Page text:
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11 Jun
Posted by Nikola Ellis

The Art of Savouring

woman savouring.png

I’m about to leave my family for a week to travel to the US. Over the past few days, I’ve found myself savouring every moment with my kids, appreciating every meal and relishing every time we laugh together. It’s a wonderful exercise in staying mindful of the present moment.

If you’ve done yoga for a while, you will have heard your teachers tell you to ‘come into the present moment.’ Sound advice, but what does that mean and how do you do it?

Being present means letting go of ideas from the past and projections into the future so that you can fully appreciate the present moment. An every-day way to practice this is to is to take some extra time to savour things around you. Most of us were taught to focus on the end result – pass your exam, get a good job, marry a nice person, win that deal, hit that deadline, achieve that goal.

Consequently, we’re very good at living in the past (ruminating, comparing or projecting past experiences onto present moment activities) and excellent at living for the future as we set goals and race ahead to kick them. What we’re not taught is how to enjoy the journey along the way. We postpone our happiness, convincing ourselves that tomorrow will be better than today. How often do we go on autopilot and fail to savour the present moment? There’s a big difference between munching on food while watching TV and eating mindfully and being aware of every aspect of the experience.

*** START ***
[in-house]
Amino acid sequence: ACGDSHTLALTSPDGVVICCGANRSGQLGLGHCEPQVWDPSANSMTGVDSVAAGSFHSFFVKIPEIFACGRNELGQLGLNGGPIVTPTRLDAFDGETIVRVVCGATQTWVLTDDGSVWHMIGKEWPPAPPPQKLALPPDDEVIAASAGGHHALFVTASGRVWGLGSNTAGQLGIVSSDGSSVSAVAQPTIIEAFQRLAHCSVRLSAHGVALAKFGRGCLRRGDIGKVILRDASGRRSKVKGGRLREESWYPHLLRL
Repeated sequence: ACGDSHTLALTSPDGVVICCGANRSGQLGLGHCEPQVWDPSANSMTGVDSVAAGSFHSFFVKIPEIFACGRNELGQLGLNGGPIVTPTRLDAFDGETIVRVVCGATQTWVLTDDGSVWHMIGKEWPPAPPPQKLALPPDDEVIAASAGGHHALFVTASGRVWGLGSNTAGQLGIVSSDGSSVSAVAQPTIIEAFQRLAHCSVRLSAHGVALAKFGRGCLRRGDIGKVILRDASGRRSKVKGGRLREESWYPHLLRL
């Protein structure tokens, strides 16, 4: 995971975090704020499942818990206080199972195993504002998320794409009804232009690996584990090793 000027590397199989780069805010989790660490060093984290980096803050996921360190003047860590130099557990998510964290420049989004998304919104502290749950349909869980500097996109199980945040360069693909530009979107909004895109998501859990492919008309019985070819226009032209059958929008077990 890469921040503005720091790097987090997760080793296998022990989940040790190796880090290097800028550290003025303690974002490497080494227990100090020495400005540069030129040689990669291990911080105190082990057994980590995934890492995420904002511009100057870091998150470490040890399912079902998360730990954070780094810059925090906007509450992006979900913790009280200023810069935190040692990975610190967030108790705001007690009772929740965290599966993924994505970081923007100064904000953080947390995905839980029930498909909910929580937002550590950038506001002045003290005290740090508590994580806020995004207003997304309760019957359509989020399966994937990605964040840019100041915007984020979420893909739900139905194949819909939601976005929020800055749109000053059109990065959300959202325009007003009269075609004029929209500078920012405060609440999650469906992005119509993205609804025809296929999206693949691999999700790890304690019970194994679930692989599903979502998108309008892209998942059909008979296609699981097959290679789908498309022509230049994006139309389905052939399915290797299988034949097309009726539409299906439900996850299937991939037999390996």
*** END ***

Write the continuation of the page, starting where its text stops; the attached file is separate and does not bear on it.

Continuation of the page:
Several studies have shown that people who are good at savouring are also more self-confident, extraverted and gratified. (Bryant 2003). Sounds good? Here’s how to practice the art of savouring.

 

How to Cultivate Savouring

1. Relish the mundane

In a 2006 study, psychologist Martin Seligman and his team asked participants to take a few minutes each day to savour something they usually rushed through – like walking to the bus stop or finishing a meal. As a result, the study participants showed significant increases in happiness and reduction in depression.

2. Celebrate!

Find as many opportunities as you can to celebrate good news. Congratulate friends and family on happy events and achievements and celebrate each bit of good news to the fullest. No piece of good news is too small to mark with a celebratory meal or phone call.

3. Savour your favourite things

Put together a scrapbook that contains images, writings and items that you can savour. These may be photos of your family, a favourite poem, a picture of a painting that makes your heart sing. Take time every week to savour the contents of your scrapbook (you can do this on Pinterest too, but there’s something special about holding the images and words in your hands!)

 

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Nikola Ellis

Nikola Ellis is the founder of Adore Yoga, yoga therapist, counsellor and teacher trainer. She conducts regular trainings that help people of all ages, shapes and abilities enjoy the benefits of yoga and meditation, including Meditation Facilitator Certificate Trainings; Level 1 200hr Teacher Training and Post Graduate Yoga Teacher Training in Mental Health, Adaptive Asana and the Foundations of Yoga Therapy and a highly regarded professional 650hr Graduate Certificate of Yoga Therapy.